Updating TLS in PowerShell to Allow Set-PSRepository to Run

March 19, 2022 Leave a comment

I was recently working on a client server and need to install the Az PowerShell module. I opened and administrator window and typed

Install-Module Az

and received this error:

WARNING: Unable to find module repositories.

Searching the error, I was told to run

Register-PSRepository -Default

The command completed without an error, but I got the same error when trying to install the Az module.

Some additional digging led me to check the TLS version PowerShell was running. It turned out it was using TLS 1.0. Running this command updated TLS to 1.2:

[Net.ServicePointManager]::SecurityProtocol = [Net.SecurityProtocolType]::Tls12

and allowed the Register-Repository command to execute successfully.

Thanks for reading and I hope this helps.

Categories: Azure, PowerShell Tags: , ,

It’s Been a Strange Two Years

November 14, 2021 Leave a comment

My last post on this blog was almost two years ago. That was coming out of PASS Summit 2019 and my last post recounted how much I enjoyed that experience. It was about the same time that we started hearing news of the COVID-19 virus. In late February 2020, I had the pleasure of attending SQL Saturday Tampa. It was a wonderful time. Sadly, it would be my last SQL Saturday.

The lockdown resulting from COVID-19 led to the demise of PASS. I won't go into detail here, but the lack of an in-person conference reduced revenue streams to the point that PASS was forced to declare bankruptcy. The day PASS ceased to exist was a sad one, but as many have said, PASS isn't the community, the community members are.

I have been incredibly fortunate to be a part of that community for 10 years. My involvement has provided immeasurable benefits, both personally and professionally. I have gotten jobs, presented across the country, and become friends with amazing people.

It is those benefits that have driven me to give back to the community. I've received so much -- and I'd never be able to pay it all back, but I'm sure going to try. The past two years have been strange and difficult in a lot of ways. Not being able to join the community in person is one of the most hardest things.

I am planning to become more active in the last days of 2021 and hope to hit my stride at the start of 2022. Watch this blog for posts and my first foray into video presentation.

I hope you are surviving and thriving in these strange times and hope to meet in person in the near future.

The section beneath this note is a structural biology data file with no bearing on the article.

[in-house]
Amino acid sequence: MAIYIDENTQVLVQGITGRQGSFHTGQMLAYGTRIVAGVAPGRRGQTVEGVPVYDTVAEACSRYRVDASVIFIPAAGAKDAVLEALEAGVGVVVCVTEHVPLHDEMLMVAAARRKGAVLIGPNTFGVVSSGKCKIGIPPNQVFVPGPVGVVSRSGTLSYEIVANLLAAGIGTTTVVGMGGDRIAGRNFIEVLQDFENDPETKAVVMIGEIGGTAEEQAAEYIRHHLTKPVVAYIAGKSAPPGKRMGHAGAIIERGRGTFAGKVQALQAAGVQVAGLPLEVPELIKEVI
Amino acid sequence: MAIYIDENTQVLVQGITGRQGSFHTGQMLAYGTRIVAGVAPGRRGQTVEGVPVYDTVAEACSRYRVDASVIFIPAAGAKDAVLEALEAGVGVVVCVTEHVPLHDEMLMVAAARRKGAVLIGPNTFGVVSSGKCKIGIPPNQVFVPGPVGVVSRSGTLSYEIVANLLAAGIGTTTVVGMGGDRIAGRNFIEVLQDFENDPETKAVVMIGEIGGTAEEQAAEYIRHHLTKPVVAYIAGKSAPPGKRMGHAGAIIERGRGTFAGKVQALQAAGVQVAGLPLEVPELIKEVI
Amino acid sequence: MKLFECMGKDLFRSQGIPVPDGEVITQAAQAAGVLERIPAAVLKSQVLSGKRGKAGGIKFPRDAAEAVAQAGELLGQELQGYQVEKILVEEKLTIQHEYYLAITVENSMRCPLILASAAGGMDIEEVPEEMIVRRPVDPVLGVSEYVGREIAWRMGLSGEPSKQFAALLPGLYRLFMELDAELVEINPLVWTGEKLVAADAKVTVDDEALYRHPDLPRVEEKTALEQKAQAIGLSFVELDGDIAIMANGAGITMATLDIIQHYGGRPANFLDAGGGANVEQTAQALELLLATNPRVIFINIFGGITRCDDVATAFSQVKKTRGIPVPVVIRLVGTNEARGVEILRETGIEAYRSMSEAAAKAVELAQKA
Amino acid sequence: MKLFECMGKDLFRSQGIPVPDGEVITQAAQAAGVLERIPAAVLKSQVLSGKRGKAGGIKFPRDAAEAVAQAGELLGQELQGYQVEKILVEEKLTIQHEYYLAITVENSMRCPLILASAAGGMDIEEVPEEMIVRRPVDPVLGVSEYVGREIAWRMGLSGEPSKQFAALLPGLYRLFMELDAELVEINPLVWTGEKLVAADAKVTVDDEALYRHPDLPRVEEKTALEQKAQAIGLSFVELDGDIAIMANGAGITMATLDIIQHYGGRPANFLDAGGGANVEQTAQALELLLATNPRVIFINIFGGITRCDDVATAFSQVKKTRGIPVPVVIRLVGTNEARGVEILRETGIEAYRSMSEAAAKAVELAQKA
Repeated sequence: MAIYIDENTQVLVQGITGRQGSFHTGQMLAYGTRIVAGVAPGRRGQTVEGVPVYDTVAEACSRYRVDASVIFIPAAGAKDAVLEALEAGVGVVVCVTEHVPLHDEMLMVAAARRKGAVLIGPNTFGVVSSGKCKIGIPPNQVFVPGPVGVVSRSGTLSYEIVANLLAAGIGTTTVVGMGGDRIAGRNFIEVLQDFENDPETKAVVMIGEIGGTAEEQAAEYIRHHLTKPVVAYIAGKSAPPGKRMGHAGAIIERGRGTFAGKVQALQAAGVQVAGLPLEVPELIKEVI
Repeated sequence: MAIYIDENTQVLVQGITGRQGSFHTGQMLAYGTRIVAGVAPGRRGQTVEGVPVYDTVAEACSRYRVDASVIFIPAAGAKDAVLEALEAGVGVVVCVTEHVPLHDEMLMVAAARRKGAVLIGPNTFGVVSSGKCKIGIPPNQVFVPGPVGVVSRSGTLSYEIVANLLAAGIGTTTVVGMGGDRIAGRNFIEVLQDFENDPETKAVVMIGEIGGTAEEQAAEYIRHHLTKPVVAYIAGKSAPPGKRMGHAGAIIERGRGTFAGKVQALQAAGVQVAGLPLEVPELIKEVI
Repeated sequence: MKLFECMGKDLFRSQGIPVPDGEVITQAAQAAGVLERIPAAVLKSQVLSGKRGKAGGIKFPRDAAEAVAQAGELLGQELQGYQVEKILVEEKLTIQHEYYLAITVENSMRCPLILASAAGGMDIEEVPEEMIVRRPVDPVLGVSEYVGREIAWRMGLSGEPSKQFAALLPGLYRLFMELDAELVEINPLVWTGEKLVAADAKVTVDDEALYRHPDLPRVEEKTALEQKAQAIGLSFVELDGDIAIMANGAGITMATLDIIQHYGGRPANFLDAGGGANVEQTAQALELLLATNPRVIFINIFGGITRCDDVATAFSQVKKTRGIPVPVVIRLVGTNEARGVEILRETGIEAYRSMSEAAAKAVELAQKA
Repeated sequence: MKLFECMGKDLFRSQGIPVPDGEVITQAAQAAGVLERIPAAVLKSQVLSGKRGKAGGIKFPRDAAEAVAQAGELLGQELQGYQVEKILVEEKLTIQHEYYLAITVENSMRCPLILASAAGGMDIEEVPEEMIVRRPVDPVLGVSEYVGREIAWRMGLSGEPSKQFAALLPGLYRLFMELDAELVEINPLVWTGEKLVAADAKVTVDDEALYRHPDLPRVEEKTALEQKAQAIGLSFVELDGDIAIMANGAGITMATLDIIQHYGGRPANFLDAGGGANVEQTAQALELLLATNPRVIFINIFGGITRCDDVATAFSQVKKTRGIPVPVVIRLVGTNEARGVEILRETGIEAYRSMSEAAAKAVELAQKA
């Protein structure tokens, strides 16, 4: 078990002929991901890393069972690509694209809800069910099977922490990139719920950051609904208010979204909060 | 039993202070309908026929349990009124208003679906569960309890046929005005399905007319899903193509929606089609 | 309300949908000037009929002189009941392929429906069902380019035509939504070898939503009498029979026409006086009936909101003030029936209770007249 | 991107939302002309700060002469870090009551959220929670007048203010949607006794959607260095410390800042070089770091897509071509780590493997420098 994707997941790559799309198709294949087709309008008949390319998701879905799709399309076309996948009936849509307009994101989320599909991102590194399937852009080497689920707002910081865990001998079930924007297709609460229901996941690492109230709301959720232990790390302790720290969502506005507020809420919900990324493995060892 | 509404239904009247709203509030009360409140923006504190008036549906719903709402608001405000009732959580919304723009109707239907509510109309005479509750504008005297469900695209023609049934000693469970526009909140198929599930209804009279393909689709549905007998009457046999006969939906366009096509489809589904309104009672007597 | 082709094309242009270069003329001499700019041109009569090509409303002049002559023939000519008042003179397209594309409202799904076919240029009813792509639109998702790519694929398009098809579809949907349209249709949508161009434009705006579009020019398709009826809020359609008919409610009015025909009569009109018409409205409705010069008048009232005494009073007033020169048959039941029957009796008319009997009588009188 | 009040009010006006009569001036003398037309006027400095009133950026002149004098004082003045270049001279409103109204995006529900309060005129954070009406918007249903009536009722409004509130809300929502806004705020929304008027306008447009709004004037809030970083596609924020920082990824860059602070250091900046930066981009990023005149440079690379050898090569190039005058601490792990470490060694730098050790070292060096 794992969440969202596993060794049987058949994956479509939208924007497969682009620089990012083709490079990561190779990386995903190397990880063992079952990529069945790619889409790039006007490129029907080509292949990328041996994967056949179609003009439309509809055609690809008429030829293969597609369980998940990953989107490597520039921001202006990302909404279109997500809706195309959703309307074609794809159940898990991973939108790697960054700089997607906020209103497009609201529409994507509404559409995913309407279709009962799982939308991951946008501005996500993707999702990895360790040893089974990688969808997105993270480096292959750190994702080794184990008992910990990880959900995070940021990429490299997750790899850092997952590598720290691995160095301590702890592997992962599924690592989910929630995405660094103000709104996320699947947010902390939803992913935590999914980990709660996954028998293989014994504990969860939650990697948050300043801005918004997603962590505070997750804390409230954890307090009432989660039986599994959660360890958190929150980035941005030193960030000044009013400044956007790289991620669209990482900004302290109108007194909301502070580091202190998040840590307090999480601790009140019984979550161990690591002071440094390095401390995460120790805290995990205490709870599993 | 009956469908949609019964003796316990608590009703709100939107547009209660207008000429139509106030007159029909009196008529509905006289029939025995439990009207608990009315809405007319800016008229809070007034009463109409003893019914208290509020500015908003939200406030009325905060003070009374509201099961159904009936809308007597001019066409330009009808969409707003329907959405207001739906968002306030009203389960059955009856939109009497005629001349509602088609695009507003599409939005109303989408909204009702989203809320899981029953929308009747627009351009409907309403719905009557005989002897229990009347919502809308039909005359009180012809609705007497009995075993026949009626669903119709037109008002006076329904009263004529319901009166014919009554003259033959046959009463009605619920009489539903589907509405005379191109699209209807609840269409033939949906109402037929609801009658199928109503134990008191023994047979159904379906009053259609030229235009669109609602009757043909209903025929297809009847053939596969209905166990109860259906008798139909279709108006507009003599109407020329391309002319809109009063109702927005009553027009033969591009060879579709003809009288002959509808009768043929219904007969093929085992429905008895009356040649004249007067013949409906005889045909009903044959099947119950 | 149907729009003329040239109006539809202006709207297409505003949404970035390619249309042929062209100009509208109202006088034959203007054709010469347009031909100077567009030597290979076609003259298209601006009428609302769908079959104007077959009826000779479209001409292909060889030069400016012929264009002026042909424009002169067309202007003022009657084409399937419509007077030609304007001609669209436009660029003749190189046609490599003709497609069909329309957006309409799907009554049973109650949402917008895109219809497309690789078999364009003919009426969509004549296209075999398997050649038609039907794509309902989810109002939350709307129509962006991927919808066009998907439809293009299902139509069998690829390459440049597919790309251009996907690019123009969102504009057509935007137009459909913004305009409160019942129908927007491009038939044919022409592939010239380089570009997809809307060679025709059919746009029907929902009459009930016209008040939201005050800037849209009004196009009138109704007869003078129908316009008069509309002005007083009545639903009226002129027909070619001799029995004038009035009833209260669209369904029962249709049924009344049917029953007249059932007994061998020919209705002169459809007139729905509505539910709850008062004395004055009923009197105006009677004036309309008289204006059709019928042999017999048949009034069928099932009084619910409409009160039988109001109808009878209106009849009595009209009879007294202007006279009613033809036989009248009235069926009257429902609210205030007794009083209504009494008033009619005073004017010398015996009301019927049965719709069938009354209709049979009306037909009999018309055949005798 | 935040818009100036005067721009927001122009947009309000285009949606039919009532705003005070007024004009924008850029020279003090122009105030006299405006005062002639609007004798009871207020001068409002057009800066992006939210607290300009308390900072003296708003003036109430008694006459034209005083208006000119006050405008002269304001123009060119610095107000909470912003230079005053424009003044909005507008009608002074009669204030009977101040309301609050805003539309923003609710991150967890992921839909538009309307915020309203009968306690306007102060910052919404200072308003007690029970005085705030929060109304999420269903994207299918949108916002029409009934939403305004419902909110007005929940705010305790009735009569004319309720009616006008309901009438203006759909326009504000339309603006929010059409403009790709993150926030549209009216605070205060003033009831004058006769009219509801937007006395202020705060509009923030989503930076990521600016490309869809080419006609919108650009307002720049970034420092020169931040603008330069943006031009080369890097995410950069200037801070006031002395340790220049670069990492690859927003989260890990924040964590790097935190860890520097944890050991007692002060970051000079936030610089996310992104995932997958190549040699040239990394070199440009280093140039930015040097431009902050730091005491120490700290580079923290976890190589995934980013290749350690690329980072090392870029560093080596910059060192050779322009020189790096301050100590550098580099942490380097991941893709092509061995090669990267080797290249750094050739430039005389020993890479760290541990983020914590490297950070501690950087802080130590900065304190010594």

Categories: #sqlfamily, Blogging

PASS Summit 2019 – The Best One Yet

November 21, 2019 Leave a comment

In 2019, I attended my 11th PASS Summit.  Every year I say it is better than the last.  Usually this comes down to the fact that I know more people each year.  That was the case again this year, but I cannot remember being as excited about the content I learned at the conference.

If you had told me going in that a tool was the thing I would be most excited about, I would have thought you were crazy.  But it's true, and that tool is Azure Data Studio (ADS).  ADS is a fork off of the VSCode project and allows connections to databases on prem and in Azure.  It also provides a link to source control systems.  The thing that has me so excited about ADS is the ability to build notebooks.

Notebooks are files that allow code to be combined with text more robustly than a T-SQL or PowerShell script with comments.  The text is written using markdown, which is a simple markup language that allows formatting.  Code can be placed in line with markdown text and can be executed from within the notebook.  As of November 4, ADS supports both T-SQL and PowerShell.

The utility of notebooks was brought home when Bob Ward ran all of the demos for his SQL Server 2019 Summit precon using notebooks.  That was pretty cool, but what was amazing is that he made those notebooks publicly available via GitHub.  Once you have installed ADS, you can download that GitHub repo and run the demo code.  The markdown provides information about and instructions for executing the code.  An example of one of the notebooks is shown below:


In the example above, the markdown text is above the code cell.  The play button in the code cell allows execution of the query.  The query messages and results appear below the code cell.  When the notebook is saved, the query results are saved with it.  This makes them perfect for creating runbooks, wikis, and process documentation.

I've created demos for a presentation on two of the new features in SQL Server 2019, Accelerated Database Recovery and in-memory metadata for tempdb.  Because PowerShell is supported, I am able to run docker commands within the notebook to build out a demo instance in seconds.  You can find my demo notebooks here.

I hope you find this post useful.  Let me know if you have any questions.

Note: The code in my notebooks has been modified from the SQL Server 2019 notebooks from Bob Ward's precon.  Many thanks to Bob and the SQL Tiger Team for making these available.  Also, thanks to Vicky Harp, Alan Yu, and the rest of the Azure Tools team for ADS. Keep your eye out for updates to ADS, because additional functionality is coming.